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Class suit on pipeline leak hits a snag

by Ferdinand Fabella
[ ] September 14, 2011

Residents of a Makati City condominium lost first round of their legal battle against the First Philippines Industrial Corporation after a Makati City court ordered a re-raffle of their class suit against the Lopez-controlled company.

Judge Eugene Paras of RTC Branch 58 remanded the case to the Office of the Executive Judge, ruling that the complaint filed by the residents of West Tower condominium is an ordinary damage suit, not an environmental case.

“It cannot be denied that the purpose of the complaint is to recover damages,” said Paras, a certified environmental court judge. “Thus, there is a need for all plaintiffs to file their own separate suits and pay the corresponding docket fees.”

The Lopez-controlled company and co-respondents Pilipinas Shell Petroleum Corp. and Chevron Philippines Inc. have asked the court to determine whether the case is environmental or not since the complainants are merely asking for compensation and not the implementation of environmental laws. Shell and Chevron use the pipeline to bring their petroleum products from Batangas to Metro Manila.

FPIC owns and operates the 117-kilometer underground oil pipeline that leaked in July last year, spilling liters of crude and refined petroleum products beneath the West Tower building. This prompted the city government to order the residents of West Tower to abandon the condominium for health reasons.

After the pipeline leaked, West Tower residents filed charges of violations of Republic Act 6969 (Toxic Substances and Hazardous and Nuclear Wastes Control Act), Republic Act 8749 (Philippine Clean Air Act of 1999) and Republic Act 9275 (the Philippine Clean Water Act).

They also asked for compensation of P1 billion in actual, moral, and exemplary damages as a result of their being displaced by the massive oil leak in Barangay Bangkal July last year.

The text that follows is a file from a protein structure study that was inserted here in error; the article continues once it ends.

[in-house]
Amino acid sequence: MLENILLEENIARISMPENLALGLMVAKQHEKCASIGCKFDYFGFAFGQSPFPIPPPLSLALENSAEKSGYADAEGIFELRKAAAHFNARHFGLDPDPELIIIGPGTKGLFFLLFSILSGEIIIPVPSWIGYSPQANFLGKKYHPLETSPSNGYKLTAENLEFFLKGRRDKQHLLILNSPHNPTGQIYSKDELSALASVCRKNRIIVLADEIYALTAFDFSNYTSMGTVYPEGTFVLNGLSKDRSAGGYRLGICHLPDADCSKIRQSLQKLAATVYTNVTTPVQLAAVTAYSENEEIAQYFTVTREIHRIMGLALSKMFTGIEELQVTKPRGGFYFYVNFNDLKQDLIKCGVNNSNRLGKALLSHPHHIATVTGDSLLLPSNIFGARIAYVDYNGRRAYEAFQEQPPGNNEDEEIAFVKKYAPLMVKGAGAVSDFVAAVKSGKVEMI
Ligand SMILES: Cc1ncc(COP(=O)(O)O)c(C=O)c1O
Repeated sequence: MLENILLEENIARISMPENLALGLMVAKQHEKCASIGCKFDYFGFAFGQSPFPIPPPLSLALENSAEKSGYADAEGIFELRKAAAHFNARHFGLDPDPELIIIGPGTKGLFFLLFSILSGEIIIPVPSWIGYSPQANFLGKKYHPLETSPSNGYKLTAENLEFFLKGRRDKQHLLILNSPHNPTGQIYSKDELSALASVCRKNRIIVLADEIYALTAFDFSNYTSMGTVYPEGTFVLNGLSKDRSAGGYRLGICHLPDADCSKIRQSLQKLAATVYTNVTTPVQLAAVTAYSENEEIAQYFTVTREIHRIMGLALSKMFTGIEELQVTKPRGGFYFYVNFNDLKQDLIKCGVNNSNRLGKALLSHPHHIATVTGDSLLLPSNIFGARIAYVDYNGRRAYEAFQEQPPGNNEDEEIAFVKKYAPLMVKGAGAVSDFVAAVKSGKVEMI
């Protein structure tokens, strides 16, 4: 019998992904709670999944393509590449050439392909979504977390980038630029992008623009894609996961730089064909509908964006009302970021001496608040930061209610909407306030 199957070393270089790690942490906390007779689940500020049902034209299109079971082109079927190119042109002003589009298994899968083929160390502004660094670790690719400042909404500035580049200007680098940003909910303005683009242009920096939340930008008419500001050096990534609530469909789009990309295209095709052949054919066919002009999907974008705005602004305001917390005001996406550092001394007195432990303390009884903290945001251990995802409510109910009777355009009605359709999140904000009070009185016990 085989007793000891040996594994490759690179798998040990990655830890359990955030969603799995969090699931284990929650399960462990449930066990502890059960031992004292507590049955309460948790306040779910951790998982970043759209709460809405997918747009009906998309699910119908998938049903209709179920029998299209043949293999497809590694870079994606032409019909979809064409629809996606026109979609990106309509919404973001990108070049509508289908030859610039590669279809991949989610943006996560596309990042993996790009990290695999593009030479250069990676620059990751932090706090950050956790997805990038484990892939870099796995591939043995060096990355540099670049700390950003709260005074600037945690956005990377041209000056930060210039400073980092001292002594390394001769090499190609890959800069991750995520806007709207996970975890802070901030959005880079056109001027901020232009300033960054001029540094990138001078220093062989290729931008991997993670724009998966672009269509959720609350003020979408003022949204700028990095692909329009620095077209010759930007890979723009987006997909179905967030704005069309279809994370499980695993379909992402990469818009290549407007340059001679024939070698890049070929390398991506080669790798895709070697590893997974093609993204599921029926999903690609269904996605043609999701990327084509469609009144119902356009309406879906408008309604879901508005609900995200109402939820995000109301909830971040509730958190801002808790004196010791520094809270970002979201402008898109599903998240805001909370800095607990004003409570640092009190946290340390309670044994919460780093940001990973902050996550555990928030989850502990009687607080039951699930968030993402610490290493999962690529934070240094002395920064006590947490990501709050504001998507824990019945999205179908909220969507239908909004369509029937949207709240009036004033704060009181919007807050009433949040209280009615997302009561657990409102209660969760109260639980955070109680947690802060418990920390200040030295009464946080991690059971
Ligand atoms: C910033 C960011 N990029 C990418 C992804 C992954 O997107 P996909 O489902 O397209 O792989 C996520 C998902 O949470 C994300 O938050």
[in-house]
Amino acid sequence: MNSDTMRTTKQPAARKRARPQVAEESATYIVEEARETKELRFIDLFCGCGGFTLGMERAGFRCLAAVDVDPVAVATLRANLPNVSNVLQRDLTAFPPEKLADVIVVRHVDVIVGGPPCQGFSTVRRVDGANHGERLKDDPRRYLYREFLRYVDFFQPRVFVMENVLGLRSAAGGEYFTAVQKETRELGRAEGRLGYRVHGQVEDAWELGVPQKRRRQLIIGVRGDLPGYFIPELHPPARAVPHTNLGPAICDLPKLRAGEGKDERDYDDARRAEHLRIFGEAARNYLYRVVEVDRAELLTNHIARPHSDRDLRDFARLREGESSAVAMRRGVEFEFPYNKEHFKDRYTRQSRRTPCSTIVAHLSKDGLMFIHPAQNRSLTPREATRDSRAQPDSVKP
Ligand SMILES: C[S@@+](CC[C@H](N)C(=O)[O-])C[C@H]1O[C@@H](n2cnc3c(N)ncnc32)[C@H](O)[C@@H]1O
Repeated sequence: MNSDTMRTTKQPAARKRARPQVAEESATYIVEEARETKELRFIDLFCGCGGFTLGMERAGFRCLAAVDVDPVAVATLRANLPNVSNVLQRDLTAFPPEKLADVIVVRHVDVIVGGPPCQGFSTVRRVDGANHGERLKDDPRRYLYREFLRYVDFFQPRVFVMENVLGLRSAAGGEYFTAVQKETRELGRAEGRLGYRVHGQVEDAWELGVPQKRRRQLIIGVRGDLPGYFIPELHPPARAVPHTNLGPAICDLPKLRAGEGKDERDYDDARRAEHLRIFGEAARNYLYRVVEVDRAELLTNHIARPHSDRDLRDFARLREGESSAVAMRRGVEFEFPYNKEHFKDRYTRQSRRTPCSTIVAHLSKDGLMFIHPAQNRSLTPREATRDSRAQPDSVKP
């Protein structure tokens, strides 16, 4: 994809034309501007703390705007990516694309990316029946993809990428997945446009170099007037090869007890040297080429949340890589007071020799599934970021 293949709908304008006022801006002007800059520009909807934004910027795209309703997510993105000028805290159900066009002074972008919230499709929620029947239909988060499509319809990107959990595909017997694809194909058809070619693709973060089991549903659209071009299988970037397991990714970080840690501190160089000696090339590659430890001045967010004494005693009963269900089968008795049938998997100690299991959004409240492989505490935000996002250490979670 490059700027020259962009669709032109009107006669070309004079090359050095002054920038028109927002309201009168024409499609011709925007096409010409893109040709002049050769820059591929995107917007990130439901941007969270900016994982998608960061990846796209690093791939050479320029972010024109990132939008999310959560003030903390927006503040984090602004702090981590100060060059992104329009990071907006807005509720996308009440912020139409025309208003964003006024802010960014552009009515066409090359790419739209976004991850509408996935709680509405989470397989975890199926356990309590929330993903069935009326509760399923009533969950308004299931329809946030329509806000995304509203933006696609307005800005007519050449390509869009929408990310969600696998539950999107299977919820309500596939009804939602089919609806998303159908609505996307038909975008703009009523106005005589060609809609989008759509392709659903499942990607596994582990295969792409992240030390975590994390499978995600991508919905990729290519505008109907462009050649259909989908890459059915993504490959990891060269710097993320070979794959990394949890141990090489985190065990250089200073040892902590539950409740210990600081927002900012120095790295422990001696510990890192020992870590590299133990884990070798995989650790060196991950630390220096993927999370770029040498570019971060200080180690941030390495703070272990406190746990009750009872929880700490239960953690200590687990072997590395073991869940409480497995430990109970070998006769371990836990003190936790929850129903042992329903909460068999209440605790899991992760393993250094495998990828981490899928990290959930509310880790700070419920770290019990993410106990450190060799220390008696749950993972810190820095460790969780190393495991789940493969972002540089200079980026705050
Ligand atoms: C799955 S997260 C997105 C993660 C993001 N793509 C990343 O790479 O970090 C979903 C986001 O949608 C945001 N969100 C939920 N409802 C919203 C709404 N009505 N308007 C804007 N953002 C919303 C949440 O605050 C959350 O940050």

The respondents countered that the case is not an environmental case and that the complainants should pay filing fees.

The Rules of Procedures for Environmental Cases cover only the enforcement or violations of environmental laws and the complainants have previously filed a petition for Writ of Kalikasan which already raised violations and sought the enforcement of environmental laws, FPIC said.

But Paras said the complainants did not seek the enforcement of RAs 6969, 8749 and 9275 or their environmental rights but instead asked for damages.

Under the subject Rules, environmental cases are not subject to the payment of filing and docket fees.

Since this is an ordinary action for damages, the complaint should have been filed before the Pollution Adjudication Board of the Department of Environment and Natural Resources, according to the Makati court.

“Records show that PAB had already investigated the oil spill complained of and it even found FPIC liable for polluting the groundwater beneath the (West Tower) condominium and Barangay Bangkal, Makati City. It will be an exercise of futility if the complaint has to be referred to the PAB,” Paras said.

He ordered the West Tower Condominium Corp. to pay the appropriate filing fees within ten days from the receipt of the court order.

The Lopez-controlled company welcomed the ruling even as it reiterated its offer to settle with the complainants. “We are happy that the Court ruled in our favour. This means we are now guided with proper court proceedings on the case,” FPIC said in a statement.

“We, nonetheless, remain open to the possibility of arriving at an amicable settlement with the West Tower residents who filed the case. In the meantime, our focus still remains on the remediation of affected areas in Bangkal and the rehabilitation of West Tower,” FPIC said.

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